Screenshot_20210319-102102_Chrome.thumb.jpg.c0b5d5e2d21933ce92bed033eb251952.jpg

I don’t see March 2020 on that list, so I don’t know how it went down there, but my data are rather interesting for March up here at our site, with a couple of key points:

1) As of March 3rd this season, we’d already picked up as much snowfall as the entirety of last season (142.1”).  We’ve of course had additional snow since that point, so we’re already going to outperform last season with respect to snowfall, it’s just a question of by how much.

2) As of March 14th this month, we’d already picked up (within a tenth of an inch) as much snowfall as the entirety of last March (12.9”), so any more snowfall this March will actually push it past last March.

I guess those trends are for this area, but if people are concerned about the lack of snowfall this March, what was the situation last March?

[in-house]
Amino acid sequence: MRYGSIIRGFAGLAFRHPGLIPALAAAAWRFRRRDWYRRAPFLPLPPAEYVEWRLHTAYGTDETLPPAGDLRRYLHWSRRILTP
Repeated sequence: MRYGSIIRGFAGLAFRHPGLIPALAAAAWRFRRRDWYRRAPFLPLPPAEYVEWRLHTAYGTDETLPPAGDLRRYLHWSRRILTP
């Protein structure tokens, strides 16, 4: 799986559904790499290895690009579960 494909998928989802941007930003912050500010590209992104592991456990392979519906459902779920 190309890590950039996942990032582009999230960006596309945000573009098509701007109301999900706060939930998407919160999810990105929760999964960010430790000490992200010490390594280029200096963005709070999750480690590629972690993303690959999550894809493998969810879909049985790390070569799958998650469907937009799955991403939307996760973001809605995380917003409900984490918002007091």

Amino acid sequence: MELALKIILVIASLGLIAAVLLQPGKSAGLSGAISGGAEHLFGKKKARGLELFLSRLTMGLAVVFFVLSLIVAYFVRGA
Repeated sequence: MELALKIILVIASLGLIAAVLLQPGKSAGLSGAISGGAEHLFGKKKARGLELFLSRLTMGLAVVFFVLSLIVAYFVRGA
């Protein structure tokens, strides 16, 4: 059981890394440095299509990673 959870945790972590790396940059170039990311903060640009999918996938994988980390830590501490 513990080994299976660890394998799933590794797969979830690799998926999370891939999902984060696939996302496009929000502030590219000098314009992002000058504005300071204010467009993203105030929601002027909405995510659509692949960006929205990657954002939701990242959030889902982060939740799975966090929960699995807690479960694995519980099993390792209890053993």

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20 minutes ago, J.Spin said:

I don’t see March 2020 on that list, so I don’t know how it went down there, but my data are rather interesting for March up here at our site, with a couple of key points:

1) As of March 3rd this season, we’d already picked up as much snowfall as the entirety of last season (142.1”).  We’ve of course had additional snow since that point, so we’re already going to outperform last season with respect to snowfall, it’s just a question of by how much.

2) As of March 14th this month, we’d already picked up (within a tenth of an inch) as much snowfall as the entirety of last March (12.9”), so any more snowfall this March will actually push it past last March.